Muslims are expected to maintain their usual daily schedule whilst fasting, not taking time off from work or education, or cutting back on any duties. However, there are some people who are exempt from fasting, namely children, pregnant women, the elderly, those who are ill, and those who are travelling. These groups in particular are expected to observe the traditions of Ramadan in other ways, such as by committing themselves to prayer and Quran studies – often forgoing consumption of other media such as music, films, TV and books during the month – and supporting charities. Muslims are also supposed to curb other negative behaviours during Ramadan, including swearing, gossiping, complaining, and experiencing jealousy. All of these practices are designed to bring observers closer to their faith, and be more mindful of those who suffer difficulties in daily life, by increasing their compassion for these situations.

A typical day during Ramadan involves waking up whilst it’s still dark in order to have a large meal – known as suhoor – to see you through the day, eating protein-rich foods and drinking as much water as possible until the sun rises. Depending on the time of year, some may then choose to go back to bed for a little while when the sun comes up, before getting up again to go about daily activities. The evening call to prayer then allows Muslims to break their fast, with a small meal known as iftar prior to going to prayer. As Muslim prayers tend to involves being quite energetic – there’s lots of dynamic movement – a large meal is inadvisable, having fasted all day! During Ramadan, the evening prayer service involves special prayers only said during this month.

After the prayer service, a larger meal will generally be consumed. This is also often usually shared at the homes of friends or family members. Sadly this year, this practice will be curtailed due to the ongoing pandemic – last year, the Muslim Council of Britain encouraged families and friends to make use of video calls in order to experience time together during social distancing. Unfortunately for Muslims living in the UK, the entirety of Ramadan in 2021 will be subject to social restrictions – households are not due to be able to meet indoors until 17th May at the earliest; Ramadan began on 12th April, and will conclude on 12th May. There has also been criticism from some members of the Muslim community of the Government’s decision to re-open fitness and retail spaces on the first day of Ramadan – many people feel that this excludes them from these activities due to their religious observations limiting their ability to participate in them.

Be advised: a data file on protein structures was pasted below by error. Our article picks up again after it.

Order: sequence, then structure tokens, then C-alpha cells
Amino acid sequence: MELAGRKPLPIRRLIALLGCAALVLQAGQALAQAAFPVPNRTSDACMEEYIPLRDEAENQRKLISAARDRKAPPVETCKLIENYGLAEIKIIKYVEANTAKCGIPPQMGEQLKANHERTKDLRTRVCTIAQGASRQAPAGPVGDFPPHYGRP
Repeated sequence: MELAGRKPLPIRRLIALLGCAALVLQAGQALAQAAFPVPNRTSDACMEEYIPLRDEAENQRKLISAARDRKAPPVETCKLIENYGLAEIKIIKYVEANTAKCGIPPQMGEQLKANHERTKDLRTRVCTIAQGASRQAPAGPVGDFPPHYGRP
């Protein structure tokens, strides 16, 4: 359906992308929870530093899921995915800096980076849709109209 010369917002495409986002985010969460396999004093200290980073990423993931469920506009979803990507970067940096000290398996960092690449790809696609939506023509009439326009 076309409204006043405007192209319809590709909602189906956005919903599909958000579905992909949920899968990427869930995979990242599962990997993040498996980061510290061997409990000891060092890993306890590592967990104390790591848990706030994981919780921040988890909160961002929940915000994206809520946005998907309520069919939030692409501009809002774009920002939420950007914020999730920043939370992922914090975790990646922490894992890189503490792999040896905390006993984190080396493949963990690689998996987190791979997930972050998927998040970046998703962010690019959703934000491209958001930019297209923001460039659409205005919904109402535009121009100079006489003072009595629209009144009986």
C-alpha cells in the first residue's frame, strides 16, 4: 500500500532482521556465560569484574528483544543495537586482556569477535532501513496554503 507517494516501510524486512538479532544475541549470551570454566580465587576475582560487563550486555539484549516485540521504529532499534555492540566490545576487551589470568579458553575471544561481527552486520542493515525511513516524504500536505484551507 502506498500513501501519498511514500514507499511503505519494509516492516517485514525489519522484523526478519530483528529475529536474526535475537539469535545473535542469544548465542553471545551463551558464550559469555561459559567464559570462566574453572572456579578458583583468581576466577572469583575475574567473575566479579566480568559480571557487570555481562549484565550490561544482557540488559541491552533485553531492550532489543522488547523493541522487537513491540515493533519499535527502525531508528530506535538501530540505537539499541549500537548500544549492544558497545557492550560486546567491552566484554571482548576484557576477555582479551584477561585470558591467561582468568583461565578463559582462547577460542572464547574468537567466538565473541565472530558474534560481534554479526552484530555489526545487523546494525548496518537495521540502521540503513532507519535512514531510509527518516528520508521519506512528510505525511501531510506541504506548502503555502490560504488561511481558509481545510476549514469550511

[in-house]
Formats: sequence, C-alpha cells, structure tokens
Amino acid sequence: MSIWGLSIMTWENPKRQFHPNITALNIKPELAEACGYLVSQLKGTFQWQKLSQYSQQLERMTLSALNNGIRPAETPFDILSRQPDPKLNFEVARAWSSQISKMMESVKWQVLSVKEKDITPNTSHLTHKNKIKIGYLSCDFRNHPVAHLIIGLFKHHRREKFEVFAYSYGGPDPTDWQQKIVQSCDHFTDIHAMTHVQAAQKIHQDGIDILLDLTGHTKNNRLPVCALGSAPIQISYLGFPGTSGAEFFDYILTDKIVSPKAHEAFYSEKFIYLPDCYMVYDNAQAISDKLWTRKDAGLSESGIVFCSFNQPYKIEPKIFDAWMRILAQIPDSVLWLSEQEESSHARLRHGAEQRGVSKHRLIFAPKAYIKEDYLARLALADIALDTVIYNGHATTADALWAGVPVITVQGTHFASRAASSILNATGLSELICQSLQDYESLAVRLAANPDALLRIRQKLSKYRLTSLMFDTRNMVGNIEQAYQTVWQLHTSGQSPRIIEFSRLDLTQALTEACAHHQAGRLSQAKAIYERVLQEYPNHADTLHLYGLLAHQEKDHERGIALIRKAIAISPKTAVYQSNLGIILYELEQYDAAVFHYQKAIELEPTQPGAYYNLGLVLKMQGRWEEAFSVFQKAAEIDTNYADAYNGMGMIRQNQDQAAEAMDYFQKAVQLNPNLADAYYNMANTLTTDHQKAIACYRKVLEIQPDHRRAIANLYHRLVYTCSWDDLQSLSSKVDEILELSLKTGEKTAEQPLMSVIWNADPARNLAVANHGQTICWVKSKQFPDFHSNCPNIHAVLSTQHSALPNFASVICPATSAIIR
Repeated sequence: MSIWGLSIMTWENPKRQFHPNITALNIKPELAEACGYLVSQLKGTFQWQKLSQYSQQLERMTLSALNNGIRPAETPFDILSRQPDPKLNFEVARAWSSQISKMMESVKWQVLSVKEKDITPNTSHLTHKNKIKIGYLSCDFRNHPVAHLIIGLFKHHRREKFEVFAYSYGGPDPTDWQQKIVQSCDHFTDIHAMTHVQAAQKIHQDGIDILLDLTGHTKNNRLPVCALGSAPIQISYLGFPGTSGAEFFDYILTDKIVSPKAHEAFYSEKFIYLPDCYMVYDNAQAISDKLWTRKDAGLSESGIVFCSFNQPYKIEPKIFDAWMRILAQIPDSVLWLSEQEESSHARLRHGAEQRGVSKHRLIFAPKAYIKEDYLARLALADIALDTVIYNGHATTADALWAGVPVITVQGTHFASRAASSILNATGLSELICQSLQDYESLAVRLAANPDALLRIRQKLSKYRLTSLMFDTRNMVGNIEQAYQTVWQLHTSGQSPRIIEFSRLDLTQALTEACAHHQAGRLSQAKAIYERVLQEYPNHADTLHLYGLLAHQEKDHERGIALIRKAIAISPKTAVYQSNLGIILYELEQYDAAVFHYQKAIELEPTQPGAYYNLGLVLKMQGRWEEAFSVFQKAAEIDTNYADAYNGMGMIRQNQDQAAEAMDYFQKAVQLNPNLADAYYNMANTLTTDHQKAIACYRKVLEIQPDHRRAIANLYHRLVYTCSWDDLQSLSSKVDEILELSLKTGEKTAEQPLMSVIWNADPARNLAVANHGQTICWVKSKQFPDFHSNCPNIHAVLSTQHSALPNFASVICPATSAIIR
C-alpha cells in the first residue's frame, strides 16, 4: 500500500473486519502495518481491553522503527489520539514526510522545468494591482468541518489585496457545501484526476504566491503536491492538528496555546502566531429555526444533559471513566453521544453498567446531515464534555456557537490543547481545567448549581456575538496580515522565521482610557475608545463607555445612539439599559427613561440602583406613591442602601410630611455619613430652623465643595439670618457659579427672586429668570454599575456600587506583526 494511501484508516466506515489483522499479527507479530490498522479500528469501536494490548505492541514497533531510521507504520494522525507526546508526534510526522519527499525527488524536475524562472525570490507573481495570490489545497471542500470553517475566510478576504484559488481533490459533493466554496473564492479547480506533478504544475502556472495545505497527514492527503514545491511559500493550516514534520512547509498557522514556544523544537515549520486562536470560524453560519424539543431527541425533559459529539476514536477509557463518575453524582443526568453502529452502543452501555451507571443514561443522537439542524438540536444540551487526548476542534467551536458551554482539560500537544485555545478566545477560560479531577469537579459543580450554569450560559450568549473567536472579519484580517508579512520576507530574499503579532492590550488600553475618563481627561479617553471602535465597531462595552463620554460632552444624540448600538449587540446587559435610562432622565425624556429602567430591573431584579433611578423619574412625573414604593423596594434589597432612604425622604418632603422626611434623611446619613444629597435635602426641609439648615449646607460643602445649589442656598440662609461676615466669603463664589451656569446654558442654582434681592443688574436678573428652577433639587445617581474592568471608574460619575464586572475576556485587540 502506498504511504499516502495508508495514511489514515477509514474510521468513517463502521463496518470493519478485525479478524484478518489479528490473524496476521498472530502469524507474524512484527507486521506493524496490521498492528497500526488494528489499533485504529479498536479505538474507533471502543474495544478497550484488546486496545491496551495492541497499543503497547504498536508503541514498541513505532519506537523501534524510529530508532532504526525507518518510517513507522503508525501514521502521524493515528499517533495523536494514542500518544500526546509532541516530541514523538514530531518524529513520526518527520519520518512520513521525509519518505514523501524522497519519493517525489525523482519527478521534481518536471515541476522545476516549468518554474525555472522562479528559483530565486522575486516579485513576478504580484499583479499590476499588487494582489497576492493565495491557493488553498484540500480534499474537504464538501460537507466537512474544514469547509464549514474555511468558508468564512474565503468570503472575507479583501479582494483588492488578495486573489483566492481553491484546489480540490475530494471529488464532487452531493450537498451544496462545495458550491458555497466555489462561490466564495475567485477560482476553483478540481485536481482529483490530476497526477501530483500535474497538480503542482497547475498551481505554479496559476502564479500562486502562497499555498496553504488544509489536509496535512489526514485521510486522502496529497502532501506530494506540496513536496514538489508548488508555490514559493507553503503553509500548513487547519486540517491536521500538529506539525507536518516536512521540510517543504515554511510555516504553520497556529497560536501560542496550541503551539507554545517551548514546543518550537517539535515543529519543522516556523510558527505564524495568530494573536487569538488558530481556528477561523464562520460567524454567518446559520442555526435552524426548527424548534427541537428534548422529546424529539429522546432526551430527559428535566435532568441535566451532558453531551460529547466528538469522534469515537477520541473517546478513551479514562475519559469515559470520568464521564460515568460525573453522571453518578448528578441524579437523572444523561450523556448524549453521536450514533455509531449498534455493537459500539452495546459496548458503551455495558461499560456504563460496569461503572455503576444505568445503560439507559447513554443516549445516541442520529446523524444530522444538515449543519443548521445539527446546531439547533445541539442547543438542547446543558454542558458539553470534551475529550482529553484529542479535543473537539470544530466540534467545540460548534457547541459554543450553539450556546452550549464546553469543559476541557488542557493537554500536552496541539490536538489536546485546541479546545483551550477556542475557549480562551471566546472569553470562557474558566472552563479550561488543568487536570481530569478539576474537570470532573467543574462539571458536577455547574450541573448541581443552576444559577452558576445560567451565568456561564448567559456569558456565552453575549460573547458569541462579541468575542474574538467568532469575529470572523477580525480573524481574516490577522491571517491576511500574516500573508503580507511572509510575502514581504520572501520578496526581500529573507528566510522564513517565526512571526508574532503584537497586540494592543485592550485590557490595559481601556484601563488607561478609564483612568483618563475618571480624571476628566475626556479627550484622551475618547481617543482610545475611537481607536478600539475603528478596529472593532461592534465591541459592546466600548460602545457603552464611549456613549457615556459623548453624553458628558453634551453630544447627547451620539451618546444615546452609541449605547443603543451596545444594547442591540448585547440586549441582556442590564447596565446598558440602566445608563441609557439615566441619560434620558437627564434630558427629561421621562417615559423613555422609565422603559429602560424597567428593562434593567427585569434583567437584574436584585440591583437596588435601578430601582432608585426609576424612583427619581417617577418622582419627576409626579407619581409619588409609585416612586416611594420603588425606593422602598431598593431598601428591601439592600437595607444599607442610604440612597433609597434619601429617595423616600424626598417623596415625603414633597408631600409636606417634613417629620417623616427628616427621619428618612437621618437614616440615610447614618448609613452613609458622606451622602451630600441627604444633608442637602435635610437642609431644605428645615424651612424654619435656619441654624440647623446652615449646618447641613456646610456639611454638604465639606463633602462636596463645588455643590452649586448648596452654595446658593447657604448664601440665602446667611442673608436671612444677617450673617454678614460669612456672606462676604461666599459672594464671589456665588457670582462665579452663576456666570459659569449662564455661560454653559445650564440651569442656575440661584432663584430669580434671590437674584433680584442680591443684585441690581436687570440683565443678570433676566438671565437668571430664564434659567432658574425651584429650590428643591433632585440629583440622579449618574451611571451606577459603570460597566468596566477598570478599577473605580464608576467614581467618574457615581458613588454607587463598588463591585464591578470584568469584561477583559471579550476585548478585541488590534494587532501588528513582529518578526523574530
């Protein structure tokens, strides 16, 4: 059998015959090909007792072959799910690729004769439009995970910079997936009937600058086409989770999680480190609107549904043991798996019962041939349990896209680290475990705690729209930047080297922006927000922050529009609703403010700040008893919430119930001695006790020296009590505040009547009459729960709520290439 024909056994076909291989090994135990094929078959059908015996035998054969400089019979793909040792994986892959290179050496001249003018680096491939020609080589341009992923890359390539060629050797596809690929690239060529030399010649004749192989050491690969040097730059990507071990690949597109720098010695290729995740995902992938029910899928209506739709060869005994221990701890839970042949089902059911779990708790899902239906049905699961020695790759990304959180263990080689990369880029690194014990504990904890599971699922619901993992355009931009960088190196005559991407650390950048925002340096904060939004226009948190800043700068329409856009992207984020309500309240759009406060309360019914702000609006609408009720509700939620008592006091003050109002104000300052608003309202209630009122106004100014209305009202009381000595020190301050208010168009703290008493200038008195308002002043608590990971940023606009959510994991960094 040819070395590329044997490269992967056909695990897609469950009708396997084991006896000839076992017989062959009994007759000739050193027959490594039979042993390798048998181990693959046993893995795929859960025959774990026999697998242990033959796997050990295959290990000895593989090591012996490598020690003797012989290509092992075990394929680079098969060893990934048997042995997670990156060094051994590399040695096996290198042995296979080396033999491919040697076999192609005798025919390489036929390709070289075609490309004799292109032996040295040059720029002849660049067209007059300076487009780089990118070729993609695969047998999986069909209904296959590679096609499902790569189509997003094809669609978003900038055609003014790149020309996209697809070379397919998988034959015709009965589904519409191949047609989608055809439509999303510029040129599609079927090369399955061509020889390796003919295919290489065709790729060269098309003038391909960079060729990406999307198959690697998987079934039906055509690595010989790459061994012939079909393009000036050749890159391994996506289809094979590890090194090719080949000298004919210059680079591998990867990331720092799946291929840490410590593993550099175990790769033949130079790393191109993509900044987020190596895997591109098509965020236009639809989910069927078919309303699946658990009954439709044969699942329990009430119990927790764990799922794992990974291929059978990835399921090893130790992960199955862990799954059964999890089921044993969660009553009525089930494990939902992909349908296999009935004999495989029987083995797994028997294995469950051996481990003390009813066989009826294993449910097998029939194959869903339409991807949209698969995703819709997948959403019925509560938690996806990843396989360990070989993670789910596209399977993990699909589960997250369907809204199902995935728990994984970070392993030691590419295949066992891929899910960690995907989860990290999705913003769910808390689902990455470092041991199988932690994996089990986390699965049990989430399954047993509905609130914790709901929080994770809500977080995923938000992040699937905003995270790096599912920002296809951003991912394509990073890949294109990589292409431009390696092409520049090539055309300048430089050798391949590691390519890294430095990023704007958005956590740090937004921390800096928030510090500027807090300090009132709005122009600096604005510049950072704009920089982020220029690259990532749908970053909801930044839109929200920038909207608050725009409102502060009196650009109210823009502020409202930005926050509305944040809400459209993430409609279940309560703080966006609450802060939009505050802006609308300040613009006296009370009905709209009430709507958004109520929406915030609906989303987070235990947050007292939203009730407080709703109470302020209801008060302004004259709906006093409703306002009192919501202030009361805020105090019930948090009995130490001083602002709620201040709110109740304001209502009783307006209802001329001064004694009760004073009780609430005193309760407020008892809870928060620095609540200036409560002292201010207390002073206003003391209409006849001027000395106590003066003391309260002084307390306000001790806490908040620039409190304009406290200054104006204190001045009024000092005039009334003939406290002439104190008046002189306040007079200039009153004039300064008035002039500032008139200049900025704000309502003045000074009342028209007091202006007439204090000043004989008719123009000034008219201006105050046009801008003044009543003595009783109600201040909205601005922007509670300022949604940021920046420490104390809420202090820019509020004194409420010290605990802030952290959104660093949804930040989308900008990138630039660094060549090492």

The end of Ramadan is marked by Eid al-Fitr – the Festival of the Breaking of the Fast. Eid is again marked with specific prayers, and donations to those in need. Gifts are exchanged and feasting takes place.

Although Ramadan sounds incredibly serious – and is – many Muslims look forward to it, as it is also a time of celebration, given that the start of it signifies the time they believe that God revealed the first verses of the Quran to Mohammed. With over one billion Muslims living across the world, many say that they feel a powerful sense of connection during this shared time of fasting and observation of traditions, as the community shares an experience such as this.

Learning more about Ramadan observations has made me keen to be more compassionate of others choosing to observe this. It’s quite an incredible commitment, particularly when we consider how much of our lives revolve around eating, drinking, and other temporarily-forbidden activities. I hope that those who are celebrating this year are able to enjoy their season, despite the continued social distancing restrictions. I, for one, have taken heart thanks to believing that, although we have had several experiences taken away from us – and some of them for two years in a row – this will hopefully not last forever, and we will be able to celebrate together again in 2022.

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Written by Becky Hughes

Community Co-Ordinator

April 14, 2021